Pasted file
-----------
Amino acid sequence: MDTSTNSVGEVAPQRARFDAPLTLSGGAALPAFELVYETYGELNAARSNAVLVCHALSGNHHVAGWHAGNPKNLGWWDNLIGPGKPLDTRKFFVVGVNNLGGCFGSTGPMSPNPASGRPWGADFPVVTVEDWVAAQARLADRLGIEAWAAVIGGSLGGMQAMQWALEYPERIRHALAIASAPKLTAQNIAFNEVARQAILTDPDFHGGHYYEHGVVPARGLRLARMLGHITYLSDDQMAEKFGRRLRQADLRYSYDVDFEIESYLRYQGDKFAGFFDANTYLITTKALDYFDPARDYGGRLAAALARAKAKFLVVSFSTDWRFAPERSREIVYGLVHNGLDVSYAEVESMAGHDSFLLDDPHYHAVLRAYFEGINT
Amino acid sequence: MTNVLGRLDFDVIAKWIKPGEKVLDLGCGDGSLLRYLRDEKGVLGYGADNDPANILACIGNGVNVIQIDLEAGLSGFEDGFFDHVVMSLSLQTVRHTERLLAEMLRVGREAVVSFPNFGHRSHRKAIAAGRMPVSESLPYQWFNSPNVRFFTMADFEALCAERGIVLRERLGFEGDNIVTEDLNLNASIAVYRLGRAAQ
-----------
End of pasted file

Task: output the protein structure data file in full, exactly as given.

Amino acid sequence: MDTSTNSVGEVAPQRARFDAPLTLSGGAALPAFELVYETYGELNAARSNAVLVCHALSGNHHVAGWHAGNPKNLGWWDNLIGPGKPLDTRKFFVVGVNNLGGCFGSTGPMSPNPASGRPWGADFPVVTVEDWVAAQARLADRLGIEAWAAVIGGSLGGMQAMQWALEYPERIRHALAIASAPKLTAQNIAFNEVARQAILTDPDFHGGHYYEHGVVPARGLRLARMLGHITYLSDDQMAEKFGRRLRQADLRYSYDVDFEIESYLRYQGDKFAGFFDANTYLITTKALDYFDPARDYGGRLAAALARAKAKFLVVSFSTDWRFAPERSREIVYGLVHNGLDVSYAEVESMAGHDSFLLDDPHYHAVLRAYFEGINT
Amino acid sequence: MTNVLGRLDFDVIAKWIKPGEKVLDLGCGDGSLLRYLRDEKGVLGYGADNDPANILACIGNGVNVIQIDLEAGLSGFEDGFFDHVVMSLSLQTVRHTERLLAEMLRVGREAVVSFPNFGHRSHRKAIAAGRMPVSESLPYQWFNSPNVRFFTMADFEALCAERGIVLRERLGFEGDNIVTEDLNLNASIAVYRLGRAAQ